From the Flintstones to the Jetsons?


I’ve spent most of the past year traveling around the country talking to leaders in the military and the defense industry about the potential of predictive analytics to turn their machine data into actionable insight. We’ve seen the amazing things that visionary industrial companies in asset-intensive industries (like power generation, oil and gas, mining and manufacturing) have been able to do when they focus on getting real operational value from their data. It makes us passionate about the potential of industrial data and, for people who know and love the military, passionate about delivering that value to our defense forces.

It has been gratifying to see so much interest in data-enabled maintenance operations in the military—but there have also been some alarming tendencies that pop up occasionally. One that I’ve noticed in my travels is a desire to jump from the current generation of condition-based maintenance where, in the most likely scenarios, data is gathered from assets periodically and dumped into a data repository where it is never seen or heard from again—to some completely bleeding edge new state in which data is gathered wirelessly, processed autonomously using cutting edge analytics, and all of the implications (spare parts ordering, work order scheduling, and so on) are handled by computers. I haven’t heard anyone openly discuss using autonomous, self-directed robots to perform the maintenance work—but the aspiration flows logically from the other “requirements”…

Call me a skeptic but—well, I’m skeptical. From the Flintstones to the Jetsons in one RFP? It ain’t going to happen.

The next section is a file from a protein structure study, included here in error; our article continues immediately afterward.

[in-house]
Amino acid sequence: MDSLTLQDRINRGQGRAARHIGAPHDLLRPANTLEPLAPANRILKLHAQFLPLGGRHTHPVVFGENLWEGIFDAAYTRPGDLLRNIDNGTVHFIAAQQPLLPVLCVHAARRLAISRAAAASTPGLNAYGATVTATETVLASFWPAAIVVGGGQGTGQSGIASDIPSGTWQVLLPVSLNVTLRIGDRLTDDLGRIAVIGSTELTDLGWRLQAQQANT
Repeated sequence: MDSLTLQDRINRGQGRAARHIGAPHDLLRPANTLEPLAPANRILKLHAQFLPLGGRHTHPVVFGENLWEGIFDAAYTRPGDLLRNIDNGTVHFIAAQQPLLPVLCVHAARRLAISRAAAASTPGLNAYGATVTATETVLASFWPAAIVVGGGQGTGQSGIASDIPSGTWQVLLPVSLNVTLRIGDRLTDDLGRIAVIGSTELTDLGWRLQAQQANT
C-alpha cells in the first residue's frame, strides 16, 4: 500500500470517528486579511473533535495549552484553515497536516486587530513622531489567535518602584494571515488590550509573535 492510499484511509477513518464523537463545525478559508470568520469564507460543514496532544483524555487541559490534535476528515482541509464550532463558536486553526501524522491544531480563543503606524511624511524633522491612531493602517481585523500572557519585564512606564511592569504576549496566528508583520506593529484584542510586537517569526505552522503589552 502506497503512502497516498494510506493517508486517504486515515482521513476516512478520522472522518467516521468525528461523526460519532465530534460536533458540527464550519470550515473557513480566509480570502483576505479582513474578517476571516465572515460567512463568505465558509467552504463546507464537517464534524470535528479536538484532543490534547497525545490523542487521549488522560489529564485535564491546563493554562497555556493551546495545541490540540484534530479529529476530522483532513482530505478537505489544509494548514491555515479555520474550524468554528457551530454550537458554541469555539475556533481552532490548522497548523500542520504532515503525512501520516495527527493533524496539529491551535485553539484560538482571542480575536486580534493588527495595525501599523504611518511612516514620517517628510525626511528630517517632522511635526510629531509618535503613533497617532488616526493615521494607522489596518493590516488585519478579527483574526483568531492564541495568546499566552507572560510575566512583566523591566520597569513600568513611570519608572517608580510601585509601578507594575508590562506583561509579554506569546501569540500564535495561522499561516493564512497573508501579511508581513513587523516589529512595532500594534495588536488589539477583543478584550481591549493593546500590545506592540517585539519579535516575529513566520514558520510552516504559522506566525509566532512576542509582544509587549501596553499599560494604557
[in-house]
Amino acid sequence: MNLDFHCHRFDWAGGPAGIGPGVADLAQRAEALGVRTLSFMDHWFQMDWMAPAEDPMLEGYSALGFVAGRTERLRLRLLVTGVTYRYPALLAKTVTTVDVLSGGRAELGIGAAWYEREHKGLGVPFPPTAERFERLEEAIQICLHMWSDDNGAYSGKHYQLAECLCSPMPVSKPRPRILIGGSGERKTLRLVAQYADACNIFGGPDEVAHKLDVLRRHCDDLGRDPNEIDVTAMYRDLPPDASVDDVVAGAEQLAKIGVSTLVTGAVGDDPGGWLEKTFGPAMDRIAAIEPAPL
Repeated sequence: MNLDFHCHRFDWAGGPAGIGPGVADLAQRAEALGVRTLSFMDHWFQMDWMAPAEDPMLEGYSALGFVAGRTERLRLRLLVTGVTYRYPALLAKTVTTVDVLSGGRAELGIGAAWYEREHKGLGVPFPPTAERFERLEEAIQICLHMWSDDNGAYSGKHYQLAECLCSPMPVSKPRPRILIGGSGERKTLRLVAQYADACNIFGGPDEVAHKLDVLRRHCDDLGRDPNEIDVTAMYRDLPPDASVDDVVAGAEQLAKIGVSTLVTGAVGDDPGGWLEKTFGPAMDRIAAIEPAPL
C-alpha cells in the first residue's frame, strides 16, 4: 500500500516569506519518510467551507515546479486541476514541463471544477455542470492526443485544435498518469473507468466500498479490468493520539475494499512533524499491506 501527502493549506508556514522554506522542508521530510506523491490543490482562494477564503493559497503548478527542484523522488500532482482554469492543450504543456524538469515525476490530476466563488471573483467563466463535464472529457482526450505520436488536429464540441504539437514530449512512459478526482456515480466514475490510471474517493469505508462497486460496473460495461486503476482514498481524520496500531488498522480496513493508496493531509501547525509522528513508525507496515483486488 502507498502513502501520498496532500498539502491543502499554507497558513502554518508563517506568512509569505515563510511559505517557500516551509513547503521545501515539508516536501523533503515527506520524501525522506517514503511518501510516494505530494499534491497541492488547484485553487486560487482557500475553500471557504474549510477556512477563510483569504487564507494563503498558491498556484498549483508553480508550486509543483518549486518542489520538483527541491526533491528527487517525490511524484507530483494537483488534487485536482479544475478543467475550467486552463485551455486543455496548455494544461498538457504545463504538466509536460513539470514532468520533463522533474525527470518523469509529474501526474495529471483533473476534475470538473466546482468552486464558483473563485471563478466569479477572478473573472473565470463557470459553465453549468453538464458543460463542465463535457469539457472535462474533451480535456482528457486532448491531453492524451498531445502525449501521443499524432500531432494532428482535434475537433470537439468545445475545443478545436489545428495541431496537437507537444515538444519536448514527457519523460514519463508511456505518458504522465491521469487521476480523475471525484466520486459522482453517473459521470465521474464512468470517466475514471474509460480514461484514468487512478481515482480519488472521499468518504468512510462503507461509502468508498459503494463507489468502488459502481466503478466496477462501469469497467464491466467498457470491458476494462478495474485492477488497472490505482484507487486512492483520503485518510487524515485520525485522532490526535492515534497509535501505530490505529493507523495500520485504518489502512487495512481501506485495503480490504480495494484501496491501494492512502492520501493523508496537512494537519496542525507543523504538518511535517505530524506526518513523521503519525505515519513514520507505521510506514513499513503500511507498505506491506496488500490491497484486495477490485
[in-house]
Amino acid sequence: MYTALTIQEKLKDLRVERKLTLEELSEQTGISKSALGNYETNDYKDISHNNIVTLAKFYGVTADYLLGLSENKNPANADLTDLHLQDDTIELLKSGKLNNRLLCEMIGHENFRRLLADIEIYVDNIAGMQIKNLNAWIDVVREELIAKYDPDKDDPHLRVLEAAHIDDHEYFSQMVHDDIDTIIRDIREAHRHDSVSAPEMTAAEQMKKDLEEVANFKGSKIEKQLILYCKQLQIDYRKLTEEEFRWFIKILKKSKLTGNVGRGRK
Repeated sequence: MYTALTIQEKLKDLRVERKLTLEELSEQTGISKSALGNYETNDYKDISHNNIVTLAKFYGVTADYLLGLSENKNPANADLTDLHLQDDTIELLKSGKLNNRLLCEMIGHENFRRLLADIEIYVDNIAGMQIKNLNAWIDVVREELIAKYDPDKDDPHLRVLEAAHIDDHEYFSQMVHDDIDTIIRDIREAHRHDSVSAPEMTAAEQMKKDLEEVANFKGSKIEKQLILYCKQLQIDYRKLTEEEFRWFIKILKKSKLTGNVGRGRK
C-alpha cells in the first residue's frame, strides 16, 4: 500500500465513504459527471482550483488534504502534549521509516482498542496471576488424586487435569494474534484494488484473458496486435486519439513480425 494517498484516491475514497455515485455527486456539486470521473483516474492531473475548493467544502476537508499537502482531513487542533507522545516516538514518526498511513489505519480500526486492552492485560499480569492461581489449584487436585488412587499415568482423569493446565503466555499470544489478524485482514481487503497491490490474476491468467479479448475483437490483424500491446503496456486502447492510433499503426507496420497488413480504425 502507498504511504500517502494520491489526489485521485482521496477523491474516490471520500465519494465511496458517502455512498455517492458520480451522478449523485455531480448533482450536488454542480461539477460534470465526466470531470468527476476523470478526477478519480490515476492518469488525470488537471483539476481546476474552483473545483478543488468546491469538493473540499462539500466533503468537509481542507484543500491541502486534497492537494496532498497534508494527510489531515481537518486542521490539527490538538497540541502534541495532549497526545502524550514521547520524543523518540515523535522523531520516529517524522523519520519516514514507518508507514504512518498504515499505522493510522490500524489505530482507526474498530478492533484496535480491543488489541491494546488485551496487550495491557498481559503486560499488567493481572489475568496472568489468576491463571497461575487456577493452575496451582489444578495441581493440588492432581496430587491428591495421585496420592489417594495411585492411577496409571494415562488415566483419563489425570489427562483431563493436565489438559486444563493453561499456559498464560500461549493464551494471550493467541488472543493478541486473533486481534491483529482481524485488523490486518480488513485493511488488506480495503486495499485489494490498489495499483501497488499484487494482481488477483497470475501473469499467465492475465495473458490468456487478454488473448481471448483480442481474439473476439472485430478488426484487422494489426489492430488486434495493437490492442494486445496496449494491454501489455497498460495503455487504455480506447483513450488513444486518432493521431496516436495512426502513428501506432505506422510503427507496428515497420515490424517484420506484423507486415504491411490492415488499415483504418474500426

Humans are vital

My view is that, at least with current generation technology, the role of human subject matter experts is vital. Algorithms and analytics can be predictive, but the goal of this whole change effort is to be proactive, and only people can do that. Advanced statistical anomaly detection, like the patented algorithms embedded in GE’s SmartSignal solution, can’t turn a wrench or borescope an engine. The analytics can’t even cajole a skeptical maintainer into doing off-schedule maintenance on a piece of equipment that looks and sounds fine. No software is going to convince the shop supervisor to extend maintenance intervals on a subsystem. 

Equipment experts with dirt under their fingernails and the right data at their fingertips—that’s what it really takes to help drive change at the ground level. We have built a whole business around that merging of big data and big iron: we call it the Industrial Performance and Reliability Center (IPRC). Located in Lisle, Illinois, GE’s IPRC is staffed by “greybeards” who know industrial equipment inside and out and can help form the bridge between predictive analytics and proactive maintenance. Lots of our customers are so taken with the IPRC that they have us set up internal monitoring centers for them using our software and training services.

The fact is that condition-based maintenance is first and foremost a culture change initiative, not a technology fix—and choosing an analytics provider is really an exercise in choosing a partner for that transformational journey. Check out this video on the IPRC to get a better idea of what I’m talking about, and drop me a line if you want to chat about getting proactive.

Todd Stiefler

Todd joined GE from the world of Washington politics, and in no time at all has moved on to his second assignment, which sees him managing business development for the services GE is increasingly looking to offer to customers, including the Proficy SmartSignal predictive analytics software.

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